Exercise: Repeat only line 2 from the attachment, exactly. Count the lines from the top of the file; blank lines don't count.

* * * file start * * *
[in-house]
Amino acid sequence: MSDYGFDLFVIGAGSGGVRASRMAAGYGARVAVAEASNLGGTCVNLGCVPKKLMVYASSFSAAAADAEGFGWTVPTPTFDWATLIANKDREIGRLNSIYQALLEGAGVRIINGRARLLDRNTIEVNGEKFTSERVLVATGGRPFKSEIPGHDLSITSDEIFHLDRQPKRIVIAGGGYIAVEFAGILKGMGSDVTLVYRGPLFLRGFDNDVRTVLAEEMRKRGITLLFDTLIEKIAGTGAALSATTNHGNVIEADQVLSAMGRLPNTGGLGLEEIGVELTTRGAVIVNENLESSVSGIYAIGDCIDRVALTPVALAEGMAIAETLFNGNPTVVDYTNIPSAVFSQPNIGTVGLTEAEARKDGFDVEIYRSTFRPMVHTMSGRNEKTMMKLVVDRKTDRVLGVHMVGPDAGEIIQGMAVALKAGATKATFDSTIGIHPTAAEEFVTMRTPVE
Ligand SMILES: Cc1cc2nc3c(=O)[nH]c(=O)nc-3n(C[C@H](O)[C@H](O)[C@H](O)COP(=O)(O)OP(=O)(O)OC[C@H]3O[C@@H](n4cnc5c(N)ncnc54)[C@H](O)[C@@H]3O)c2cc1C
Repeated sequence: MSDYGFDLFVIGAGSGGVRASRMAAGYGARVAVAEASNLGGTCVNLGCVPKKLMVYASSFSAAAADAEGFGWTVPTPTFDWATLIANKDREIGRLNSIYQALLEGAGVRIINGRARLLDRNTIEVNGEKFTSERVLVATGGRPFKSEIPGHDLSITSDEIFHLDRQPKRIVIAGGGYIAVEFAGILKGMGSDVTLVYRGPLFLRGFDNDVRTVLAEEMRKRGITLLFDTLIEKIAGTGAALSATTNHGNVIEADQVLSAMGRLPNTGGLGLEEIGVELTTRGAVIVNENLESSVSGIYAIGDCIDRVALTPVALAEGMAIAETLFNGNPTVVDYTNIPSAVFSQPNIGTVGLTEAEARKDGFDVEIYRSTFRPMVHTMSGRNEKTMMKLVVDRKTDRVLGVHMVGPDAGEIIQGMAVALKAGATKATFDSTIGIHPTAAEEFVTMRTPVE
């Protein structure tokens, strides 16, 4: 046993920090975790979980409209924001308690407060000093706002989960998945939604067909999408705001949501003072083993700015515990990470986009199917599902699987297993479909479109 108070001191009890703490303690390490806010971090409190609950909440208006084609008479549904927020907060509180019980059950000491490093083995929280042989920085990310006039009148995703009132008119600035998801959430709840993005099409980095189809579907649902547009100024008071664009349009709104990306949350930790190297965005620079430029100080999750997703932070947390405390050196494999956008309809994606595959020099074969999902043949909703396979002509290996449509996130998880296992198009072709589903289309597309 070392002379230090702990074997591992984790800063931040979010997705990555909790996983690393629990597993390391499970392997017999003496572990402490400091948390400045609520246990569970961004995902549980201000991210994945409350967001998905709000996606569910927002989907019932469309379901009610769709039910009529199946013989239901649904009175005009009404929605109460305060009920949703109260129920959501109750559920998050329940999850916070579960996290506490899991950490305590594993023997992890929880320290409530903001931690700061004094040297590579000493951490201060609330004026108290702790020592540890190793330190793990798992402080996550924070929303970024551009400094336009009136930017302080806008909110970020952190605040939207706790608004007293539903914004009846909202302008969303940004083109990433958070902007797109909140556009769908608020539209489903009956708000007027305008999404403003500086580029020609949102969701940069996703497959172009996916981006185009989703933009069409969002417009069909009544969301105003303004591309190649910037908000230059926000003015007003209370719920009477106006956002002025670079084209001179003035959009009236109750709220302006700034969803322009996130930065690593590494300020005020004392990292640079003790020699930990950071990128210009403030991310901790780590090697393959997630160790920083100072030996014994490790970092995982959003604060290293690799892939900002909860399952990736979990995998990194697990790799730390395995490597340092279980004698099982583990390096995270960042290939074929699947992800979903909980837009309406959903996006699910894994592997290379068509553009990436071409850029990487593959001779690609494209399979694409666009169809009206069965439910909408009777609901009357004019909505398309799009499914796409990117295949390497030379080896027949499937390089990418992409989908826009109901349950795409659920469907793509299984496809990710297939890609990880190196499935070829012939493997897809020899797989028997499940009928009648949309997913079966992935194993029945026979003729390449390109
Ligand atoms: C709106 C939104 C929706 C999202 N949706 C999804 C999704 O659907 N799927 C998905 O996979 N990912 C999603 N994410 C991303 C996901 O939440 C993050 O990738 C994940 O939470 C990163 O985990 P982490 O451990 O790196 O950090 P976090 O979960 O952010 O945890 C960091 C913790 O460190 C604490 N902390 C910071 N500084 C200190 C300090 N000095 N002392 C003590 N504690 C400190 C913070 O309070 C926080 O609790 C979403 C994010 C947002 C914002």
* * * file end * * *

Amino acid sequence: MSDYGFDLFVIGAGSGGVRASRMAAGYGARVAVAEASNLGGTCVNLGCVPKKLMVYASSFSAAAADAEGFGWTVPTPTFDWATLIANKDREIGRLNSIYQALLEGAGVRIINGRARLLDRNTIEVNGEKFTSERVLVATGGRPFKSEIPGHDLSITSDEIFHLDRQPKRIVIAGGGYIAVEFAGILKGMGSDVTLVYRGPLFLRGFDNDVRTVLAEEMRKRGITLLFDTLIEKIAGTGAALSATTNHGNVIEADQVLSAMGRLPNTGGLGLEEIGVELTTRGAVIVNENLESSVSGIYAIGDCIDRVALTPVALAEGMAIAETLFNGNPTVVDYTNIPSAVFSQPNIGTVGLTEAEARKDGFDVEIYRSTFRPMVHTMSGRNEKTMMKLVVDRKTDRVLGVHMVGPDAGEIIQGMAVALKAGATKATFDSTIGIHPTAAEEFVTMRTPVE